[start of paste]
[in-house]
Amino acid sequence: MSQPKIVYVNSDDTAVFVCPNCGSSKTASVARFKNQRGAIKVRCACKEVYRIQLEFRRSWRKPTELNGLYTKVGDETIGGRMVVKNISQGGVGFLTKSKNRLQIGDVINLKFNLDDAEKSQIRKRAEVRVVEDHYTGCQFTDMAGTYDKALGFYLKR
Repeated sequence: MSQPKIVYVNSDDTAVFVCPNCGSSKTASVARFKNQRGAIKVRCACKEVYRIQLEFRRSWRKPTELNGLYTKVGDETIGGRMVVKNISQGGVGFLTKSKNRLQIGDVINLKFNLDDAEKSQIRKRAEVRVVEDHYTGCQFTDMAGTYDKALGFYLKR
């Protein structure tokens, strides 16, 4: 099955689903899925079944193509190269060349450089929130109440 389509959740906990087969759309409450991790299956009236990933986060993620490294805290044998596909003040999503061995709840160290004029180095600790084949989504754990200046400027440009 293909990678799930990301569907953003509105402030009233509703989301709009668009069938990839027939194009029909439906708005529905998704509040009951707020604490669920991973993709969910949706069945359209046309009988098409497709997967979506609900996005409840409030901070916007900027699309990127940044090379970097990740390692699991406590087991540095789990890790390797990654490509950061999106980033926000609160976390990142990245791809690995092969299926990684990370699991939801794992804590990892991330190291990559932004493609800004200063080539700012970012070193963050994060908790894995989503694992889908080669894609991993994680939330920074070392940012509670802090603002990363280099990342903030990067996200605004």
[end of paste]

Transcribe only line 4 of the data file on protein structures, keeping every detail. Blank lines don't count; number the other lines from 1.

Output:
């Protein structure tokens, strides 16, 4: 099955689903899925079944193509190269060349450089929130109440 389509959740906990087969759309409450991790299956009236990933986060993620490294805290044998596909003040999503061995709840160290004029180095600790084949989504754990200046400027440009 293909990678799930990301569907953003509105402030009233509703989301709009668009069938990839027939194009029909439906708005529905998704509040009951707020604490669920991973993709969910949706069945359209046309009988098409497709997967979506609900996005409840409030901070916007900027699309990127940044090379970097990740390692699991406590087991540095789990890790390797990654490509950061999106980033926000609160976390990142990245791809690995092969299926990684990370699991939801794992804590990892991330190291990559932004493609800004200063080539700012970012070193963050994060908790894995989503694992889908080669894609991993994680939330920074070392940012509670802090603002990363280099990342903030990067996200605004």